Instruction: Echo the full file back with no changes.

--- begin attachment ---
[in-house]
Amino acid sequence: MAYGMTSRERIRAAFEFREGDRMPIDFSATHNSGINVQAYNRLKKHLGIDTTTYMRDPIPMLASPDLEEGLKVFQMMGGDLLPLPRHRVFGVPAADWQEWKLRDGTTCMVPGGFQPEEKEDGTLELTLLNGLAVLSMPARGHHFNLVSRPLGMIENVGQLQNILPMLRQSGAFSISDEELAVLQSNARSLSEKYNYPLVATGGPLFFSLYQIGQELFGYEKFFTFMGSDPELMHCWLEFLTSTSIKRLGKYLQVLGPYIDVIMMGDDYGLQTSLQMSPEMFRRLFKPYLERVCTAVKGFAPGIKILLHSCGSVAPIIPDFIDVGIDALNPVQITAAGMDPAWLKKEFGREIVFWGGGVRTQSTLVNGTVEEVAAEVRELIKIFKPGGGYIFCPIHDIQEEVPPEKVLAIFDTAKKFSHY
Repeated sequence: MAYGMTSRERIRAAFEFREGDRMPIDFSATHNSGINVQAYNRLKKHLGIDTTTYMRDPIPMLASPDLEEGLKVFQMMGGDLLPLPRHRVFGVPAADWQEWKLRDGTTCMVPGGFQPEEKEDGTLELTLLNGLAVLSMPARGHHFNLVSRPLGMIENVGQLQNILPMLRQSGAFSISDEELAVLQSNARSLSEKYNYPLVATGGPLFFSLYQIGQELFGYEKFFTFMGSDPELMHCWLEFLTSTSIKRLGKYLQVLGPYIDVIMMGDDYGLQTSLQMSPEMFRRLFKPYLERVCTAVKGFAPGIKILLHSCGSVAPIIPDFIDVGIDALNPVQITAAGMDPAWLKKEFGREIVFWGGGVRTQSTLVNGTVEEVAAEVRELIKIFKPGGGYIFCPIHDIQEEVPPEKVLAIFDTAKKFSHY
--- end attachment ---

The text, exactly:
[in-house]
Amino acid sequence: MAYGMTSRERIRAAFEFREGDRMPIDFSATHNSGINVQAYNRLKKHLGIDTTTYMRDPIPMLASPDLEEGLKVFQMMGGDLLPLPRHRVFGVPAADWQEWKLRDGTTCMVPGGFQPEEKEDGTLELTLLNGLAVLSMPARGHHFNLVSRPLGMIENVGQLQNILPMLRQSGAFSISDEELAVLQSNARSLSEKYNYPLVATGGPLFFSLYQIGQELFGYEKFFTFMGSDPELMHCWLEFLTSTSIKRLGKYLQVLGPYIDVIMMGDDYGLQTSLQMSPEMFRRLFKPYLERVCTAVKGFAPGIKILLHSCGSVAPIIPDFIDVGIDALNPVQITAAGMDPAWLKKEFGREIVFWGGGVRTQSTLVNGTVEEVAAEVRELIKIFKPGGGYIFCPIHDIQEEVPPEKVLAIFDTAKKFSHY
Repeated sequence: MAYGMTSRERIRAAFEFREGDRMPIDFSATHNSGINVQAYNRLKKHLGIDTTTYMRDPIPMLASPDLEEGLKVFQMMGGDLLPLPRHRVFGVPAADWQEWKLRDGTTCMVPGGFQPEEKEDGTLELTLLNGLAVLSMPARGHHFNLVSRPLGMIENVGQLQNILPMLRQSGAFSISDEELAVLQSNARSLSEKYNYPLVATGGPLFFSLYQIGQELFGYEKFFTFMGSDPELMHCWLEFLTSTSIKRLGKYLQVLGPYIDVIMMGDDYGLQTSLQMSPEMFRRLFKPYLERVCTAVKGFAPGIKILLHSCGSVAPIIPDFIDVGIDALNPVQITAAGMDPAWLKKEFGREIVFWGGGVRTQSTLVNGTVEEVAAEVRELIKIFKPGGGYIFCPIHDIQEEVPPEKVLAIFDTAKKFSHY